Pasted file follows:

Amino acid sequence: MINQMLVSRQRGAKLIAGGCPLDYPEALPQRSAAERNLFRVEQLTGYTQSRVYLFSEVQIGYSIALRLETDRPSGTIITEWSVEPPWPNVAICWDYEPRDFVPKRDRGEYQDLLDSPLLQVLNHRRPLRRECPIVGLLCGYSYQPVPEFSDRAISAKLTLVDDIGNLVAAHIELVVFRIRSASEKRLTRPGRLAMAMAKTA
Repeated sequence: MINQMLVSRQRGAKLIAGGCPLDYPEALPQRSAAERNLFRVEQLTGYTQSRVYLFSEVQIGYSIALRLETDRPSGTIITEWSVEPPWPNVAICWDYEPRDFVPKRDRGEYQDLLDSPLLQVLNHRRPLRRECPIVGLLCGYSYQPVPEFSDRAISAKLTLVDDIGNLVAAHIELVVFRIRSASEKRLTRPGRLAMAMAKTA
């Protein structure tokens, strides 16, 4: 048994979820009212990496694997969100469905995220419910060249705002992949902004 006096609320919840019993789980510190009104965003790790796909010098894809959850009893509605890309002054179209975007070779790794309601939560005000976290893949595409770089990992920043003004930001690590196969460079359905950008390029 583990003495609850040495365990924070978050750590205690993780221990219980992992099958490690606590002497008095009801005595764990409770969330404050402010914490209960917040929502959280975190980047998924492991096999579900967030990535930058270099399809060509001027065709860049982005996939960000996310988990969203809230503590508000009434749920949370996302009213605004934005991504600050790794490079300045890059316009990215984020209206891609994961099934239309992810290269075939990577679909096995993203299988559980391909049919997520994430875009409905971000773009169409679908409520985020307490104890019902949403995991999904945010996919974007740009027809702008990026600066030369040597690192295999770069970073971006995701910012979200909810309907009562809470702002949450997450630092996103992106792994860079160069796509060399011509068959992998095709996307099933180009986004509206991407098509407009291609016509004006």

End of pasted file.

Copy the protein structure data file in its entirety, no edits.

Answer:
Amino acid sequence: MINQMLVSRQRGAKLIAGGCPLDYPEALPQRSAAERNLFRVEQLTGYTQSRVYLFSEVQIGYSIALRLETDRPSGTIITEWSVEPPWPNVAICWDYEPRDFVPKRDRGEYQDLLDSPLLQVLNHRRPLRRECPIVGLLCGYSYQPVPEFSDRAISAKLTLVDDIGNLVAAHIELVVFRIRSASEKRLTRPGRLAMAMAKTA
Repeated sequence: MINQMLVSRQRGAKLIAGGCPLDYPEALPQRSAAERNLFRVEQLTGYTQSRVYLFSEVQIGYSIALRLETDRPSGTIITEWSVEPPWPNVAICWDYEPRDFVPKRDRGEYQDLLDSPLLQVLNHRRPLRRECPIVGLLCGYSYQPVPEFSDRAISAKLTLVDDIGNLVAAHIELVVFRIRSASEKRLTRPGRLAMAMAKTA
């Protein structure tokens, strides 16, 4: 048994979820009212990496694997969100469905995220419910060249705002992949902004 006096609320919840019993789980510190009104965003790790796909010098894809959850009893509605890309002054179209975007070779790794309601939560005000976290893949595409770089990992920043003004930001690590196969460079359905950008390029 583990003495609850040495365990924070978050750590205690993780221990219980992992099958490690606590002497008095009801005595764990409770969330404050402010914490209960917040929502959280975190980047998924492991096999579900967030990535930058270099399809060509001027065709860049982005996939960000996310988990969203809230503590508000009434749920949370996302009213605004934005991504600050790794490079300045890059316009990215984020209206891609994961099934239309992810290269075939990577679909096995993203299988559980391909049919997520994430875009409905971000773009169409679908409520985020307490104890019902949403995991999904945010996919974007740009027809702008990026600066030369040597690192295999770069970073971006995701910012979200909810309907009562809470702002949450997450630092996103992106792994860079160069796509060399011509068959992998095709996307099933180009986004509206991407098509407009291609016509004006």